When You’re Wrong About Your Enneagram Number (And I Was)

Everything that happens, happens of necessity.

Arthur Schopenhauer

The Enneagram journey has been one of the most transformative experiences of my life, right up there with marriage, parenthood, and (good) therapy. I have been sharing about the Enneagram on this site for a while now, I even created a downloadable pdf called, “Nail Down Your Enneagram Type.” After a year’s worth of research and soul-searching, you’d think I would have felt pretty confident about knowing my own Enneagram Type. Frighteningly, I was confident that I knew my Type- most of the time. Sure, I had doubts that would come and go, but I stood-by my assessment: I was a Four with a *strong* Three wing.

Now, this is incredibly humbling to admit (I’m a therapist, I’m supposed to be superhumanly self-aware, you know) but I was wrong. I’m going to tell you that this experience was nothing short of a full-blown identity crisis. But first, let me tell you how I got there because maybe something can be learned from this.

Themes That Didn’t Fit

For each Enneagram Type there are common themes that you will hear repeated again and again. These are phrases or words that seem to resonate deeply with everyone within that archetype. One of the phrases that I often hear for Type Four is this sense of always being on the outside looking in. Admittedly, this is a phenomenon that I just don’t connect with. I do, however, resonate with this: if everyone knew who I really was, they’d know I don’t belong here. Both are sharing feelings of not belonging yet one is saying “I’m an Outsider,” the other is saying, “I’m an Imposter.”

It always bothered me that I didn’t resonate with this experience as other Fours did. I thought that maybe it was because I was the “countertype” of Four which is the Self-Preservation Four. I thought that maybe it was because I had a strong Three wing. With all of the nuances that are available for each type, it can be easy to rationalize anything that doesn’t seem to fit within the “typical” caricature. Still, I decided to keep an open mind…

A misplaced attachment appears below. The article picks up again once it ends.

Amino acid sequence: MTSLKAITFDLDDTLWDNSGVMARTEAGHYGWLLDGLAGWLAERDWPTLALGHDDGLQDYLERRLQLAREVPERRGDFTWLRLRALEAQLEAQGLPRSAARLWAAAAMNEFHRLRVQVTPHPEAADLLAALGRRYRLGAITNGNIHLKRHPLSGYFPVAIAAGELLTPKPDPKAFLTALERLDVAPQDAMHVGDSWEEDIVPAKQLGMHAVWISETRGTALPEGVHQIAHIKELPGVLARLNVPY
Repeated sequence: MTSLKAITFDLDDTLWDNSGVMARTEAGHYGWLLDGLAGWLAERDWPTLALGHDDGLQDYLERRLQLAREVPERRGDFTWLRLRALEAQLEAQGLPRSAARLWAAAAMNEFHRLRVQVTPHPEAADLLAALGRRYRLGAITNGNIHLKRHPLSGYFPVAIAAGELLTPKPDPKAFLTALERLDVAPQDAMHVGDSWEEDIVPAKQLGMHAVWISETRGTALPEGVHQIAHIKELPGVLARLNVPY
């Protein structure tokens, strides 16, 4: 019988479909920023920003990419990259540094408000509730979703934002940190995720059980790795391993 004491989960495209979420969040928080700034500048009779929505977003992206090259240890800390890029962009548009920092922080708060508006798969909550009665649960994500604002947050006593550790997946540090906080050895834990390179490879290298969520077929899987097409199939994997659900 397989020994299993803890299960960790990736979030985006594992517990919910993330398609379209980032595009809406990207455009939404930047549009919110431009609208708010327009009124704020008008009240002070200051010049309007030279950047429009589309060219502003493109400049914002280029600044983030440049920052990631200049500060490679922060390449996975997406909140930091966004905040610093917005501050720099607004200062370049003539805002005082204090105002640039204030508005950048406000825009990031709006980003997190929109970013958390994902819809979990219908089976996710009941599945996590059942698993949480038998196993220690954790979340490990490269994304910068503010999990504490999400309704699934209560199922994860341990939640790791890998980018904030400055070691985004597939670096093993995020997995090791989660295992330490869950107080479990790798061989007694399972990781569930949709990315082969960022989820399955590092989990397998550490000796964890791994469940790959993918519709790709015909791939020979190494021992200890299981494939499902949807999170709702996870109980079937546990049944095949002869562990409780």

Characteristics are Not What Makes Personality

The other reason why I confused myself with a Type Four, is that I have some of the typical characteristics of a Four. I care deeply about aesthetics, I’m obsessed with music (on vinyl in particular), I write poetry, I like to wear black, and I let me tell you, I think about death a LOT. I have also experienced bouts of clinical depression throughout my life. I’ve made a career out of deep conversations and feeling feelings. Yet, these are not the things that truly make a Four a Four. What makes a Four a Four is the underlying motivation and fear that drives their behavior. This is what makes any of us fall within a Type. Here is my interpretation of the basic desires behind each Type:

Here’s what I realized: I’m not particularly fixated on being unique or irreplaceable (Type 4). I want to be impressive and needed- in a unique way. All of these fall within The Heart Types; 2, 3, 4. To be honest, I also resonated with being infallible or perfect (Type 1) and with being competent (Type 5). Most of us will resonate with multiple drives. It’s the one that wins out that matters. So how do we tease this out?

The Importance of Instinctual Variants (aka Subtypes)

Now anyone could read the above list and think, “I want to be all of those things!” And truly, we each have some of all nine Types within us. Our Tpye is just what we “lead” with. When I was feeling stuck, Yoga Therapist and Enneagram coach, Abi Robins suggested that I start by looking at general definitions of the Three Instinctual Variants. Your subtype will flavor the way your Type manifests. They are as follows from The Enneagram at Work:

  • Self-Preservation- Governs our needs for material supplies and security, including food, shelter, warmth, and family relations.
  • Sexual/One-to-One- Governs our sexuality, our intimate relationships and close friendships, and the vitality of the life force within our bodies.
  • Social- Governs our needs for belonging and membership within the larger group and community.

All of us connect with each of these drives but there is one that will outweigh the others. When I took a historical look at my life, I can see there have been many times when I chose to prioritize intimate relationships over material security and community belonging. This means that my primary Instinctual Drive is One-to-One.